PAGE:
Expanding its global headquarters with the addition of two extra floors in the International Chamber of Commerce Building (Studio Fuksas), Architectural firm Cheng Chung Design (CCD) has applied its sound design principals to its very own workplace.
November 12th, 2023
Joining floors 48 and 49, floors 54 and 55 are extraordinary. In a move that has now become typical for workplace design, the work stations occupy the outer rim with light and view democratically shared. Tweaking this new normal, CCD has created a horse shoe configuration reserving the open side for a lounge on the lower floor and void on the upper. Effectively this has also allowed them to place a cantilevered, round dining room into the void for a sensational experience of space. It has also allowed light and views to flow through the centre of the internal spaces.
And what central spaces they are! Here, the definition of ‘workplace’ is turned on its head with a luxury hotel sensibility informing loungerooms, dining rooms, restaurants, fashion outlet, boutique, library, showroom, meditation room and woodworking area. The aesthetic is cornerstoned throughout by quality, with materiality, art and lighting exquisitely realised. “The only way to keep up the original intention is to live up to it. We pay tribute to the artisan spirit of those spending years crafting artefacts with heart and hands,” says Joe Cheng, CCD founder.
The central curved corridor of red brick, for example, is handmade by artisans and is both inviting and warm to the touch. Arranged as alternating layers, the bricks forming the arch weave organically through the space to form a circular motif and entrance. As the primary building material of Shenzhen, the terracotta bricks bring cultural and historic references. “In exploring the development of design, instead of simply pushing for technical innovations and breakthroughs, sometimes we have to step back and think about our roots. Consequently, we started to pay attention to giving back to nature,” says Cheng.
Contextually founded on the symbolism of the horse of Chinese culture, where power, beauty and freedom are equally embodied. The spiritual significance extends to the Chinese zodiac, where people born under the year of the horse are high-spirited, active, energetic, enthusiastic and cheerful – all of which makes them good to work with, according to the University of Washington’s study of the Chinese Zodiac.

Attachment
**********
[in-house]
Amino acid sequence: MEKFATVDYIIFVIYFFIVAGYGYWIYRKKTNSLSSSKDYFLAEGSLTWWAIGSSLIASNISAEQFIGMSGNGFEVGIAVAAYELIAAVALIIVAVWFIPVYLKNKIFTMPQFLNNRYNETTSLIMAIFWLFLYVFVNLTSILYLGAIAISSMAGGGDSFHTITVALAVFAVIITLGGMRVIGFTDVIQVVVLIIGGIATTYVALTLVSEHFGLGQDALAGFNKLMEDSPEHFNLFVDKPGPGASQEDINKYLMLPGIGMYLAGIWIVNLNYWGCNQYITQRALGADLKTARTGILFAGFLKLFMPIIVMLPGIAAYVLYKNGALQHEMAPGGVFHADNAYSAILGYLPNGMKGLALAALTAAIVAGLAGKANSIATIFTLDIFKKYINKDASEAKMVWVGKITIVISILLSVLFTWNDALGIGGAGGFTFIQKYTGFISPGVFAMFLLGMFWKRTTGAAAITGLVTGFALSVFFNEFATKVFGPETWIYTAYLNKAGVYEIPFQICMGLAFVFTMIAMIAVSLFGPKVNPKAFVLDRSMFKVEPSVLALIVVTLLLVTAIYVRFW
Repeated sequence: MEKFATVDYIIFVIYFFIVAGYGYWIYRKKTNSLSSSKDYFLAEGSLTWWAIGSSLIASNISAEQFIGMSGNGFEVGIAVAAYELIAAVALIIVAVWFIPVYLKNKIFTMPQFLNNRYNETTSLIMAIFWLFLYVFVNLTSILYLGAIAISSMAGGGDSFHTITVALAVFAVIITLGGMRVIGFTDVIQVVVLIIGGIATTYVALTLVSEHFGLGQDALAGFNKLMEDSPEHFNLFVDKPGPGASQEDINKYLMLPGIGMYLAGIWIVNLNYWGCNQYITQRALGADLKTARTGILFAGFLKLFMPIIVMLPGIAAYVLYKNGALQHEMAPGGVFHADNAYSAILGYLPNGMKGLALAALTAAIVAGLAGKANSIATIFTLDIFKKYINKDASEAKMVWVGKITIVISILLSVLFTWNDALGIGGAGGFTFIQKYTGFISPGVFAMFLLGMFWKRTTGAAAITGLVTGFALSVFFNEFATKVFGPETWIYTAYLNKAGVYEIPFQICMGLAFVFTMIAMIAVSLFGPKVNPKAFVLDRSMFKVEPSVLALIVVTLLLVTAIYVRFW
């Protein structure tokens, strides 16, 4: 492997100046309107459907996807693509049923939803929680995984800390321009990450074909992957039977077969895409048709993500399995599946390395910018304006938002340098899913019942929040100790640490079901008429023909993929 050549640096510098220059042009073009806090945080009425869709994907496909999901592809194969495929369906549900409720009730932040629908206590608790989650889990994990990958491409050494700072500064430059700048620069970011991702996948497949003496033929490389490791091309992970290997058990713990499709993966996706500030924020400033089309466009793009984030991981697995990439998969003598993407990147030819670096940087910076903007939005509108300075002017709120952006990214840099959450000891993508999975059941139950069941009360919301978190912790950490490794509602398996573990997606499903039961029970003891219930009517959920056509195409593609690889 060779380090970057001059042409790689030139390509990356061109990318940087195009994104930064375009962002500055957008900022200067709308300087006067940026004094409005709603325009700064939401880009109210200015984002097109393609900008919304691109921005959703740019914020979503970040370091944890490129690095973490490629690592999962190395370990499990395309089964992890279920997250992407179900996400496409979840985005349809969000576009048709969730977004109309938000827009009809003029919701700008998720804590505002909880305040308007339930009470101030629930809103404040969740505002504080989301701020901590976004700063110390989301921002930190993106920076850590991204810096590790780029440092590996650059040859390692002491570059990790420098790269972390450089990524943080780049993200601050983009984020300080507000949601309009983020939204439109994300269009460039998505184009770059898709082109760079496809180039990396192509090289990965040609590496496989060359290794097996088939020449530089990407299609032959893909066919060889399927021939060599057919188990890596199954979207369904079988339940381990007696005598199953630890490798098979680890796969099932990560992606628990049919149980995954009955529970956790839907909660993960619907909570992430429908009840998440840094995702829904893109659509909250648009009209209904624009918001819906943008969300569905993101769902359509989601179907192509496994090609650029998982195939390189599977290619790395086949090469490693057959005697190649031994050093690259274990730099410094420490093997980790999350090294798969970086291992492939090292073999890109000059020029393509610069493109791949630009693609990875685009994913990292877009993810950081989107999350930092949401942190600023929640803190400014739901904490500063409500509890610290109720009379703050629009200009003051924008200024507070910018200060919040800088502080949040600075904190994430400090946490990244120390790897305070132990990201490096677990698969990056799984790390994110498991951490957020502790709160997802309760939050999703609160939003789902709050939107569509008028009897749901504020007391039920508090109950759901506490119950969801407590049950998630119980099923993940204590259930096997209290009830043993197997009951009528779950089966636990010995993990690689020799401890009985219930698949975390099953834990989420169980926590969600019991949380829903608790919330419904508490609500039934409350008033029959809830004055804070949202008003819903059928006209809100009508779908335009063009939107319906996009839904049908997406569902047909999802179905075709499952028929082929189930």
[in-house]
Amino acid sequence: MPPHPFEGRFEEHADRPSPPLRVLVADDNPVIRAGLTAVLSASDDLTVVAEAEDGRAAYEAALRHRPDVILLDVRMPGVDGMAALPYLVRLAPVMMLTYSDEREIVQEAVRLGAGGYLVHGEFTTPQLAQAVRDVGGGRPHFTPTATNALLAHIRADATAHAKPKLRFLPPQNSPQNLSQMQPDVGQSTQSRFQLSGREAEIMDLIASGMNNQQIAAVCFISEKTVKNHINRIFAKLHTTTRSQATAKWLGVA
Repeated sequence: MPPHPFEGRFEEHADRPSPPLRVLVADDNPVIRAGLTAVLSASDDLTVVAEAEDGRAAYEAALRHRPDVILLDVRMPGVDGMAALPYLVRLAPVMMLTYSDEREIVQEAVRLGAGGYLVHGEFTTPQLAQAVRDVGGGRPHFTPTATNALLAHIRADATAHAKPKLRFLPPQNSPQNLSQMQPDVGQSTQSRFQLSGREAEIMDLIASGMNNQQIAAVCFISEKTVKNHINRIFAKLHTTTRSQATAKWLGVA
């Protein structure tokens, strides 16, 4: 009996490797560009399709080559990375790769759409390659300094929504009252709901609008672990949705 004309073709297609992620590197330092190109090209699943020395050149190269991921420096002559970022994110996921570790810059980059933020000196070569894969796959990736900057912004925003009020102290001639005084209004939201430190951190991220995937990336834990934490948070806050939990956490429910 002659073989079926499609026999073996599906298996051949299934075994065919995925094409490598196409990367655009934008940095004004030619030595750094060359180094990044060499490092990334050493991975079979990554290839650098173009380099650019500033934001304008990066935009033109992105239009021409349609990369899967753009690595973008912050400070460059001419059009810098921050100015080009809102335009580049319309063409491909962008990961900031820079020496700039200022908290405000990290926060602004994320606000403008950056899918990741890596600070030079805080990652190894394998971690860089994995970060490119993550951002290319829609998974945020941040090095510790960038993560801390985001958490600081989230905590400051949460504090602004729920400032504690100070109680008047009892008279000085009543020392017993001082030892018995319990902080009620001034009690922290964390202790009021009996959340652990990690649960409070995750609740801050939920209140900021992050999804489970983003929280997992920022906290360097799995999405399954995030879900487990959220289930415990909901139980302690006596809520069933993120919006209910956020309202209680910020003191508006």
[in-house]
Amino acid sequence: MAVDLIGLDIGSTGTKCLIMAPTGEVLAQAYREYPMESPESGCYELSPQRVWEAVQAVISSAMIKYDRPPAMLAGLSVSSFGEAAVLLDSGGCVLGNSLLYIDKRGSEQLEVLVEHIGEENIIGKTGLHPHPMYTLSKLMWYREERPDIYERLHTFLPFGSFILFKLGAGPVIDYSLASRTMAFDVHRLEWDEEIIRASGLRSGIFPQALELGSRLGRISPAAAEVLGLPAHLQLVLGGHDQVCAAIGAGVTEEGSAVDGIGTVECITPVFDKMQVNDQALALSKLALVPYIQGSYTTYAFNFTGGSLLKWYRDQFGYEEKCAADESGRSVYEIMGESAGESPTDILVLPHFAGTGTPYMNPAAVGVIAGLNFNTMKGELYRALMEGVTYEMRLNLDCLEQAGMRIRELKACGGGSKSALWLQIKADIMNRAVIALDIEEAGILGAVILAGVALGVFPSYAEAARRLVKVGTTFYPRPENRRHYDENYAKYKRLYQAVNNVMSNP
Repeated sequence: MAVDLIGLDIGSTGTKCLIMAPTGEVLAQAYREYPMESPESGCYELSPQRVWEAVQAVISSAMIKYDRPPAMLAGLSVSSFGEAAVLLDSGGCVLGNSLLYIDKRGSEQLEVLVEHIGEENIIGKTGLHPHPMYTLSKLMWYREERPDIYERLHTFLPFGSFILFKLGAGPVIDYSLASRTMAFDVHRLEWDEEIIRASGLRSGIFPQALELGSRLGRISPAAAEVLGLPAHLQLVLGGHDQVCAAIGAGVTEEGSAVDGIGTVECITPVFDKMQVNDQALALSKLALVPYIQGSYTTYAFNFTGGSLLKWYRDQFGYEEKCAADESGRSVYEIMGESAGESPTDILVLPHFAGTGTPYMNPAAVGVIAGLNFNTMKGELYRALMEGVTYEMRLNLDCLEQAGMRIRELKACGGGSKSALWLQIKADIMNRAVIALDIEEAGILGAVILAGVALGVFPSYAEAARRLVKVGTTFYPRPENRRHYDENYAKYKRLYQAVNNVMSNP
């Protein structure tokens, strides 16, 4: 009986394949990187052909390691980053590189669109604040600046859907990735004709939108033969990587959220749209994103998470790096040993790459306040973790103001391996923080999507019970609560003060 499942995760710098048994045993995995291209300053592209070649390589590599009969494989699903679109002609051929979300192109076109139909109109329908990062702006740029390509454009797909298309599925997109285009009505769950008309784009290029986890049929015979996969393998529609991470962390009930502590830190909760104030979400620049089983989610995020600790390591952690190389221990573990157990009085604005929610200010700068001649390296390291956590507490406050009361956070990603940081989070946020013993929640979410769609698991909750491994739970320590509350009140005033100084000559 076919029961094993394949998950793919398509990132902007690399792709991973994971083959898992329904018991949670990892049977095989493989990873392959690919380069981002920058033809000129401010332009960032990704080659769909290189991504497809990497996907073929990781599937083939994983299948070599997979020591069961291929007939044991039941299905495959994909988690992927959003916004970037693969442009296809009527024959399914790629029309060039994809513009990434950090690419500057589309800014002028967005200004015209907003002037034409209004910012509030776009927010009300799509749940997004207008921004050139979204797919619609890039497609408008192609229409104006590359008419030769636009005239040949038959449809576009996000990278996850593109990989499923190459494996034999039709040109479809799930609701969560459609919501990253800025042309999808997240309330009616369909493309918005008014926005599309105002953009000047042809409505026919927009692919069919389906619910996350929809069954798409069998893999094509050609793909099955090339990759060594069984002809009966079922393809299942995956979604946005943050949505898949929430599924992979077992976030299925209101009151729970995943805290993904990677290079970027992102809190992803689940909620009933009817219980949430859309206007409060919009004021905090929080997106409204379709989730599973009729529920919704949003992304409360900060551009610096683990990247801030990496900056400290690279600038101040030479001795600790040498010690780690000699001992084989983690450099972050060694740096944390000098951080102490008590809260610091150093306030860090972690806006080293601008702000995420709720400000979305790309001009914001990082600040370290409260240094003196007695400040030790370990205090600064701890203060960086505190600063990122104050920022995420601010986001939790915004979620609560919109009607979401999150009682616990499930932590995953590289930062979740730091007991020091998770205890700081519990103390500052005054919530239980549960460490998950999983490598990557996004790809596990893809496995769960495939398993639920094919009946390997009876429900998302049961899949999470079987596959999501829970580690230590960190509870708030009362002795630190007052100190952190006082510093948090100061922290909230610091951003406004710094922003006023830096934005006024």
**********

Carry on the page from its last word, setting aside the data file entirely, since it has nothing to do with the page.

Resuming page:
Exploring this concept through art, CCD brought in its in-house art advisory team CCD WOWU Art Consultancy. The result is a scattering of large and spectacular pieces including sculpture and paintings of considerable weight. Sitting at the crossroads between contemporary and traditional Chinese art, the selection equates to gestural strokes rather than thematic inclusions. As such, the horse motif becomes innate to the whole.
Greenery, plantings, arranged flowers, moss, and a flower shop style room open to the dining room, where the office’s flowers are arranged as an ongoing part of daily life, bring a tropical coolness to the whole. Known as the sea of flowers, the room is designed to allow contemplative inspiration as a romantic surprise outside the ordinary.
“It is a pleasure to commune with flowers everyday. The flower room is a source of energy, and a backyard of happiness and inspiration. Surrounded by plants, the staff can read, draw, or write without distraction,” says Cheng. Moreover, with flowers and foliage on hand, the mood can be changed for celebrations with an abundance of red flowers or, when luck and prosperity are called for, yellow will dominate.
The greenery, while definitely ticking all the biophilic boxes, also removes any connection to the typical workplace. Rather, the space is filled with plants including massive living moss installations and green walls. Cheng is very specific about the way nature influences a space and sees it as a way to create psychologically positive surroundings: “Through a reasonable division of space, the cycle of time is broken, allowing people to walk in between, stroll, and get lost. When time stands still yet light changes subtly, the rhythm of space, the qualities of light, colour, and textures, and even the scent of the greenery – all connect to the most primal self, free from the slavery of time.”
Part of the inner sanctum is a phenomenal sample showroom with myriad material options. At the heart of this space however is a traditional woodworking studio where a craftsman works on detail designs and project maquettes using traditional woodcarving skills.
Far from the traditional workspace, the CCD design actually does what it sets out to do. This is not a cafeteria style addition with jauntily coloured chairs and a hangout zone but a proper space that is luxurious, accommodating and thoughtful. The level of luxury is in fact exceedingly high, with bespoke furnishings, rugs, art and material opulence coalescing as they would in one of Cheng’s hospitality projects such as Club InterContinental (Shenzhen Dameisha Resort), Conrad Bangkok and Sheraton Los Angeles. Most importantly, it allows the firm’s staff and clients to feel the joy of their design acumen as a real lived experience.
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